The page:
TREMONT — Plans for a special town meeting in March are up in the air after proposed changes to the harbor management ordinance drew fire from fishermen Tuesday at a public hearing.
Town officials were proposing a March 6 special town meeting for voters to consider amendments to the harbor management ordinance, a rewritten wharf and facilities ordinance and a newly created ordinance for the Bass Harbor Memorial Library.
During their regular meeting Tuesday, which followed the hearing, selectmen voted 5-0 to table any scheduling of that meeting until the Harbor Committee can meet to discuss whether to make further changes to the harbor management ordinance before sending it on to residents.
In December, selectmen, at the urging of Harbormaster Justin Seavey and Harbor Committee members, voted to hold the special town meeting instead of waiting for the annual meeting in May so that, if approved by voters, the ordinances regarding the harbor and wharf would be in effect for the spring boating season. Waiting until May would mean the new ordinances would not be in effect until 2018.
The decision not to wait until the annual meeting was just one of the concerns voiced Tuesday by fishermen David Schlaefer and Dean Wass. Selectman Stewart Murphy, who was absent from the December meeting, also objected.
“I didn’t see anything so pressing that we need a special town meeting,” Schlaefer said. Special town meetings routinely are poorly attended, and there is no need for the ordinances to be “pushed through with a handful of votes.”
Attorney James Collier, who developed the ordinance changes in conjunction with the Harbor Committee, reiterated the desire on the committee’s part to have the changes in effect this year.
“It would essentially delay the implementation until 2018,” Collier said.
Schlaefer also questioned the elimination of a review of mooring placement by the Harbor Committee. In the proposed ordinance, this job falls solely on the harbormaster.
Citing the large number of turnovers in harbormasters in the town over the years, Collier replied that the change was made to give more authority to the harbormaster. Schlaefer wasn’t swayed.
“What’s wrong with another layer of transparency and continuity,” he argued. “It’s not stepping on the harbormaster’s toes.”
Town Manager Dana Reed said the appeals process for decisions made by the harbormaster provides “that oversight.”
“One of the problems I’ve seen here is everybody wants to tell the harbormaster how to do his job,” Reed said.
Harbor Committee member Haywood May pointed out that mooring assignments come before the committee anyway, and therefore, there is opportunity for input.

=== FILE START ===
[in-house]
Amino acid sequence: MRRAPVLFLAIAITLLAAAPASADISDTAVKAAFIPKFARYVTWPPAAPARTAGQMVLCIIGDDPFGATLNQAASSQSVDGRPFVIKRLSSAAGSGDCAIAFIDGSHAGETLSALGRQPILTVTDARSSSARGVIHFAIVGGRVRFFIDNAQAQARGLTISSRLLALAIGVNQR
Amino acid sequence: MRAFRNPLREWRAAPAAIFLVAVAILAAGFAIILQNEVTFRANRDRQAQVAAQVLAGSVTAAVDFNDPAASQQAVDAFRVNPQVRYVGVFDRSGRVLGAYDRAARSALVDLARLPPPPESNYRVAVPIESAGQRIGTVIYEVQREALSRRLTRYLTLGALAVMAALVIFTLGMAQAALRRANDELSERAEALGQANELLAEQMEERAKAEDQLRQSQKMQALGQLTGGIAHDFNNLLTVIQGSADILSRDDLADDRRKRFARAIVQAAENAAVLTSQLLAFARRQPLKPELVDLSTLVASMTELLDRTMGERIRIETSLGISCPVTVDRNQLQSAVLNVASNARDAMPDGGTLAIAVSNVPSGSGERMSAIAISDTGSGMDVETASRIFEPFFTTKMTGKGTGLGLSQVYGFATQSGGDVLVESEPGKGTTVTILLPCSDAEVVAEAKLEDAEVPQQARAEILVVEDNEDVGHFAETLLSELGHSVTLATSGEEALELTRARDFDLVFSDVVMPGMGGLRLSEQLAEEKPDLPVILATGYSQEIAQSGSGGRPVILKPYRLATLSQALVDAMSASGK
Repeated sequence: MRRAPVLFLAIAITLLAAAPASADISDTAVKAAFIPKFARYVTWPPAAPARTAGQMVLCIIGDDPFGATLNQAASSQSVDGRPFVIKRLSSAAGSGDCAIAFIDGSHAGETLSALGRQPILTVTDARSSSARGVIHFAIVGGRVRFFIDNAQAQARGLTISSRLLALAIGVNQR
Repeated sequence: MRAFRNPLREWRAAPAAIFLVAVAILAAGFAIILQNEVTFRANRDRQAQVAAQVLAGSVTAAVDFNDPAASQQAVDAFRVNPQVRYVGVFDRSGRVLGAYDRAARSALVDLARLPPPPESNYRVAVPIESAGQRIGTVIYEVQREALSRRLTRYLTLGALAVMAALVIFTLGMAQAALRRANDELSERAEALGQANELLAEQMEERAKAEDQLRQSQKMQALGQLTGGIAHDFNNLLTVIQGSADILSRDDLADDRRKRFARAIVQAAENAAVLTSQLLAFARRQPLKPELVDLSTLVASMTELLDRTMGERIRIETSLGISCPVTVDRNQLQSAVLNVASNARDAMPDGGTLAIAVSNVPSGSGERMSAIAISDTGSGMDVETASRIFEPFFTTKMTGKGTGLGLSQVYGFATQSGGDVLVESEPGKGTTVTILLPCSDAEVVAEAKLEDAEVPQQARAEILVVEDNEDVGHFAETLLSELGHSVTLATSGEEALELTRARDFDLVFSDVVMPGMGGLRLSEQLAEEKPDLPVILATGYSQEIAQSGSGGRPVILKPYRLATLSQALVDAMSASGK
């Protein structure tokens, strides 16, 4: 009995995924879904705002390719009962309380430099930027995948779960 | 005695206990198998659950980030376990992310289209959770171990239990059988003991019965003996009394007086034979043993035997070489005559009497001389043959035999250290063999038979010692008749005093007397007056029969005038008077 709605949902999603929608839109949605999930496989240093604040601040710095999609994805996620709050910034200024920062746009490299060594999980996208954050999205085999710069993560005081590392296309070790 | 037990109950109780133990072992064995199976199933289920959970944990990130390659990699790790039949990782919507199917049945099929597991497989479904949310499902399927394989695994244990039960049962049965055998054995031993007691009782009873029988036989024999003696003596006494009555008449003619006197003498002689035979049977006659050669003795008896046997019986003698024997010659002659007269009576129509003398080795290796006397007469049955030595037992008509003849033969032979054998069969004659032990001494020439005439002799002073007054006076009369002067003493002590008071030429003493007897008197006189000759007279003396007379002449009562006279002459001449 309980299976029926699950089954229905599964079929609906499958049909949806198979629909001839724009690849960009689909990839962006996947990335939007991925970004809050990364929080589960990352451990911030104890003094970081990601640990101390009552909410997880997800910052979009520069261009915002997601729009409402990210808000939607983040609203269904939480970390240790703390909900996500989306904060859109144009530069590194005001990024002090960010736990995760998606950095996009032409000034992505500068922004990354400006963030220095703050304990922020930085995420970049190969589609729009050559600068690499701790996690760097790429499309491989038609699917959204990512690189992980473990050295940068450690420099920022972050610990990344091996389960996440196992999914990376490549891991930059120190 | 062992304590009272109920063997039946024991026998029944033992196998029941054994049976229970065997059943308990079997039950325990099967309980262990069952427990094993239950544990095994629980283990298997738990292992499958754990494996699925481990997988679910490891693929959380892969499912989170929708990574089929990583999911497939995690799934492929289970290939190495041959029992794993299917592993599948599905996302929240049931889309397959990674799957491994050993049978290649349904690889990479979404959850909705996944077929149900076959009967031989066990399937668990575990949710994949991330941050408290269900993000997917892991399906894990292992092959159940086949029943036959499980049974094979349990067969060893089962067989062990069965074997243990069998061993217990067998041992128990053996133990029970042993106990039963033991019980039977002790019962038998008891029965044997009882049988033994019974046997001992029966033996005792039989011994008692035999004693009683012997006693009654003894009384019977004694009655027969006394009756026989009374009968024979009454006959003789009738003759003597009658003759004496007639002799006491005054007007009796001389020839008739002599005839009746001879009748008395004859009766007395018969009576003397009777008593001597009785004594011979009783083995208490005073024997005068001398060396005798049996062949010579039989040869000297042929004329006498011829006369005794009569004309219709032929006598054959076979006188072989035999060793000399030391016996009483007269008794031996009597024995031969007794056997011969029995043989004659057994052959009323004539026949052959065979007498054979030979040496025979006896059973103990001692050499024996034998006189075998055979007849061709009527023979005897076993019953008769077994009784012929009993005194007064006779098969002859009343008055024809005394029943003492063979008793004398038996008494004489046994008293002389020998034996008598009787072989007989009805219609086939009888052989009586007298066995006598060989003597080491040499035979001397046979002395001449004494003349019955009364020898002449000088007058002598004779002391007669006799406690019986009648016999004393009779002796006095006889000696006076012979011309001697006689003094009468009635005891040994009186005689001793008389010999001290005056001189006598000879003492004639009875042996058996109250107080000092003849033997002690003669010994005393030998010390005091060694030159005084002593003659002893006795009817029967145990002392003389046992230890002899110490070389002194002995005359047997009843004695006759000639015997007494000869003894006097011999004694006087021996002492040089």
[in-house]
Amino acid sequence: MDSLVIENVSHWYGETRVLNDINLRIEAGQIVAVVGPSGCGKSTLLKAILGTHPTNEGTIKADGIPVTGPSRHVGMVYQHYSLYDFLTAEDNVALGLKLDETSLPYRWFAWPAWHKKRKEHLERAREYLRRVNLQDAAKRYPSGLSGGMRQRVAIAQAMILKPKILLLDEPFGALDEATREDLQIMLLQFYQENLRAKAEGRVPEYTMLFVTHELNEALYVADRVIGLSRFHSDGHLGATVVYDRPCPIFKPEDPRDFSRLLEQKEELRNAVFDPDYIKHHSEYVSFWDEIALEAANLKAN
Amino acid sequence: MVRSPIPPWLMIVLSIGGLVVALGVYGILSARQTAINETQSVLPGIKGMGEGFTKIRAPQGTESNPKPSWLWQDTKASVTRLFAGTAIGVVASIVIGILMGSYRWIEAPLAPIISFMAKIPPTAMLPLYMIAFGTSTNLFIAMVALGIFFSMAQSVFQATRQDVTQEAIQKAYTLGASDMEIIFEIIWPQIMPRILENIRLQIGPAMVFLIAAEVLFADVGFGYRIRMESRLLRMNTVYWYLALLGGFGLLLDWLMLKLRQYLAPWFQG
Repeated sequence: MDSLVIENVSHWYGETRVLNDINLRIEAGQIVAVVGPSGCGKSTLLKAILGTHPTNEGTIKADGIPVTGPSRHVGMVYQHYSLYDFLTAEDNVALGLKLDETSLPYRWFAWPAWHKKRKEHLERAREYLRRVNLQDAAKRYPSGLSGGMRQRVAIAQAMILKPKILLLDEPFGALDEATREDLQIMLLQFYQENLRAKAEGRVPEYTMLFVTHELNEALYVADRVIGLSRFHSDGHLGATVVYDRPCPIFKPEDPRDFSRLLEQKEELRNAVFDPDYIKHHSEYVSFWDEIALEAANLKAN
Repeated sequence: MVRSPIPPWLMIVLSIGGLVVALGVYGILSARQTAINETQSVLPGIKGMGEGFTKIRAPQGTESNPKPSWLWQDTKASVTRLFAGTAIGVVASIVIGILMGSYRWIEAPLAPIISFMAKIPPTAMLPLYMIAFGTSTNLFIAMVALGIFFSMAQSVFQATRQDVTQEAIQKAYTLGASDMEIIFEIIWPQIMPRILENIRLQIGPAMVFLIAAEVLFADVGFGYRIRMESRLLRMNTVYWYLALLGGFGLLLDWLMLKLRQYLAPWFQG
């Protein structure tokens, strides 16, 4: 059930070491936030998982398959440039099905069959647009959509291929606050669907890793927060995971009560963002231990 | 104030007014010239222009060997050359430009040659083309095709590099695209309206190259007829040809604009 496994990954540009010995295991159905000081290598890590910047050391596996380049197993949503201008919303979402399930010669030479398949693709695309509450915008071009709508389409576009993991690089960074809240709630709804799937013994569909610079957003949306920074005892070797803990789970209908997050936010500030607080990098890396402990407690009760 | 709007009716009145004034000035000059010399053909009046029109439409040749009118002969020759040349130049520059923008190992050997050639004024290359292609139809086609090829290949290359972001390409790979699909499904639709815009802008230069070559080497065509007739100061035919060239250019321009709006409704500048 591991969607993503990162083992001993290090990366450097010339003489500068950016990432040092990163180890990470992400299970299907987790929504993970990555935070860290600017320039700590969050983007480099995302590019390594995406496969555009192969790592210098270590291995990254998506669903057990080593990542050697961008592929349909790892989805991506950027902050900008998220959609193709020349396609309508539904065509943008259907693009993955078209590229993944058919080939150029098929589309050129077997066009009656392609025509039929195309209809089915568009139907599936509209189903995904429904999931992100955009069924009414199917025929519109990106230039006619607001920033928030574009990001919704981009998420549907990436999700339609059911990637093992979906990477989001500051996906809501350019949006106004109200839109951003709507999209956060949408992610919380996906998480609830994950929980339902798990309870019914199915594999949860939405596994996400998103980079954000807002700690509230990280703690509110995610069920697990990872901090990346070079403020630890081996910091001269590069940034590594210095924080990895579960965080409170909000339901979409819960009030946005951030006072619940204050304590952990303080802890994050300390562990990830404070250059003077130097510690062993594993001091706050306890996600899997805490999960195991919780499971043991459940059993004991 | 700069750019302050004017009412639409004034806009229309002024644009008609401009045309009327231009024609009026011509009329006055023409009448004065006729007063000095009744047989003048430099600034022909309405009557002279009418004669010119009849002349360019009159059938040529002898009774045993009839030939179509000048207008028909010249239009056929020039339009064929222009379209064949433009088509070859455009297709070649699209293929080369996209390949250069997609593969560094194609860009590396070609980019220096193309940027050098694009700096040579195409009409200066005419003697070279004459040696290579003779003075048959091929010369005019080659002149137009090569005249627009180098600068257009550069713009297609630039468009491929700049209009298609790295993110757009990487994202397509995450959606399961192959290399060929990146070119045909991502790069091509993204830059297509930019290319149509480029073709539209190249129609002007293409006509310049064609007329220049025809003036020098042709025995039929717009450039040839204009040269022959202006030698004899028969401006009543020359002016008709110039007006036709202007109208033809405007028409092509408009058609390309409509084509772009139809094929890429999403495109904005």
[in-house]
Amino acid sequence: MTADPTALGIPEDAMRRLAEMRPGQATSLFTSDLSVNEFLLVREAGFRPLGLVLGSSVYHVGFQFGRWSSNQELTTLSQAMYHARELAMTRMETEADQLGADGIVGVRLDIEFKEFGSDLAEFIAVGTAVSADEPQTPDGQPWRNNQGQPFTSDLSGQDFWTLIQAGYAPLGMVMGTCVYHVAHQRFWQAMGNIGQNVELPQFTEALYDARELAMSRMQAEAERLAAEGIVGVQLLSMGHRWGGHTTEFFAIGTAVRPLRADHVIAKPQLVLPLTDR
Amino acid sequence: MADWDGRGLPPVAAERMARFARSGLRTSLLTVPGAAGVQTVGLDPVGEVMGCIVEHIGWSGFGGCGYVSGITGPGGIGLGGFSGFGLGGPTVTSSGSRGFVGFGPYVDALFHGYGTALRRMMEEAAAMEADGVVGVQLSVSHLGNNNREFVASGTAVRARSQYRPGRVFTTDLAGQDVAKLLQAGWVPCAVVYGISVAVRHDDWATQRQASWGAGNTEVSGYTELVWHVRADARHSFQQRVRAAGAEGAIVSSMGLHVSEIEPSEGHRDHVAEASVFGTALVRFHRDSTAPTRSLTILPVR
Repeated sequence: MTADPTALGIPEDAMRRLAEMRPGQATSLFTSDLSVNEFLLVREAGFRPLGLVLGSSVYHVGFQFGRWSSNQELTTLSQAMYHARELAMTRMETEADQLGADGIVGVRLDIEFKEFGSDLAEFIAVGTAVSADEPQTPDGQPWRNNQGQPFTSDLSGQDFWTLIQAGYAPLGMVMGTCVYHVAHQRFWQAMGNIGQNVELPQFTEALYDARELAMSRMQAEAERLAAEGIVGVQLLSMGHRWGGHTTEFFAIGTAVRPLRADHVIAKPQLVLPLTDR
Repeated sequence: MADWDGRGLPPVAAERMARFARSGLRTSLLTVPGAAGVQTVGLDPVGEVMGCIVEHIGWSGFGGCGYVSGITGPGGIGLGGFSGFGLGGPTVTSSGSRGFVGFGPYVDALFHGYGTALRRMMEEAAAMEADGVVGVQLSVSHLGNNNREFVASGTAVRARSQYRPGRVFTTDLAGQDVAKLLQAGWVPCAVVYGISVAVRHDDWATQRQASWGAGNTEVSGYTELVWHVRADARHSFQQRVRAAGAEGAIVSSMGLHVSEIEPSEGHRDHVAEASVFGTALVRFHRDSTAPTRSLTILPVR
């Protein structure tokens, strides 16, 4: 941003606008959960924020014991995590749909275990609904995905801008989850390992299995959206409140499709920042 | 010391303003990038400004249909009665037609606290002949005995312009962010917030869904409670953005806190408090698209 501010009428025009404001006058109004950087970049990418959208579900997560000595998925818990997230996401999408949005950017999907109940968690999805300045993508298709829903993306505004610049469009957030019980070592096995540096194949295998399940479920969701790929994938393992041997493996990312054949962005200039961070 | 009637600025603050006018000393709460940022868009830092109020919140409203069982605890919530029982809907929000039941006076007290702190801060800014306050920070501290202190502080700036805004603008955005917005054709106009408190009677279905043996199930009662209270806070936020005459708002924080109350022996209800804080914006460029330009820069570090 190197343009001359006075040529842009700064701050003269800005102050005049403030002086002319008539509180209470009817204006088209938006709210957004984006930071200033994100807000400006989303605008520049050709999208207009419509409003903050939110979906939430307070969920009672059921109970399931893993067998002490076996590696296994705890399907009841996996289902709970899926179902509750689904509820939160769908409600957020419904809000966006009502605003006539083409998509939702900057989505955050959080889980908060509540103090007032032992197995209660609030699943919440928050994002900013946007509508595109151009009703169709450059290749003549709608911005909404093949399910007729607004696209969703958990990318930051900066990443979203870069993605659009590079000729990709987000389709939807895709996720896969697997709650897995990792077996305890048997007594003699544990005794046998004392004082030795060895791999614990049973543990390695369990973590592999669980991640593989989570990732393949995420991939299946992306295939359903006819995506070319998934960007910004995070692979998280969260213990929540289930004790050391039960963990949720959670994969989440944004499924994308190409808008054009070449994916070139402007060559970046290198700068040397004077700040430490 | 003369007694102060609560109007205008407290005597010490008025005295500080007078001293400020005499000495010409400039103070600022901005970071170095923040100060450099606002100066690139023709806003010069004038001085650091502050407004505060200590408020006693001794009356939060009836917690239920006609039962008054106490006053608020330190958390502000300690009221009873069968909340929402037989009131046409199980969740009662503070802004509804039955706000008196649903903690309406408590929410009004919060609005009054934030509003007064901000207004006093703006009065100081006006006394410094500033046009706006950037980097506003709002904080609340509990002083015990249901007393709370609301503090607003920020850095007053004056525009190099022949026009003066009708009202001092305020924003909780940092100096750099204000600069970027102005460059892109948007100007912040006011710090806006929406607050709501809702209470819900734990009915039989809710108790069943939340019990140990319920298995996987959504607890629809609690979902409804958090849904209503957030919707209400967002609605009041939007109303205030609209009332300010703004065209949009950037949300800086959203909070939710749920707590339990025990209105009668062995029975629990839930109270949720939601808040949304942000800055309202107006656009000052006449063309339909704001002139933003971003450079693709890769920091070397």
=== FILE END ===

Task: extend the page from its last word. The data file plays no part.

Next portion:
Wass took issue with proposed changes to the makeup of the Harbor Committee, who appoints the harbormaster and the window for appealing decisions of the harbormaster.
All Harbor Committee members must be residents of the town. The proposed ordinance requires that one member be either the owner of or employed by a boat storage or repair business using the harbors. Wass objected to the elimination of the requirement that the business must be located in the town, arguing that someone working for an out-of-town business might not represent the best interests of the town.
Reed said the committee was more concerned about that member having the experience of working on boats and being in that business. Committee member Art Paine agreed.
“It was more about the skills than anything related to residency,” he said.
In the proposed ordinance, the harbormaster is appointed by the town manager instead of the Board of Selectmen. Wass questioned this change.
Reed said under the town manager form of government, state law provides that the town manager appoints all town employees.
“It’s a simple chain of command,” he said.
“That’s just the way it has to be,” May said. “Otherwise, it’s untenable.”
If the harbormaster or other employee is not doing his or her job properly and the town manager is ignoring the issue, there is recourse, Reed said.
“If you have an employee so bad, you can get rid of the town manager,” he said. Selectmen do have “the ultimate control,” he added; the town manager answers to the board.
The proposed ordinance also states that anyone adversely affected by the assignment of the locations for moorings, floats and lobster cars can appeal that decision to the Harbor Committee “no later that April 1 of each year.” These locations would be approved or disapproved by the harbormaster on or before March 1 of the year. An appeal must be filed within 30 days of the permit being issued.
Wass argued that the window for an appeal is too narrow.
The public hearing on the harbor management ordinance ended after almost two hours of discussion. The Harbor Committee is expected to consider making any changes to the proposed ordinance at their Jan. 26 meeting.
The major objection to the proposed wharf and facilities ordinance was the elimination of a fee structure for use of the Bernard Wharf and Seal Cove Ramp and puts those decisions in the hands of selectmen. Collier said the intent is to make it easier to change fees when warranted. Otherwise, he said, a town meeting would have to be held for voters to approve of any changes.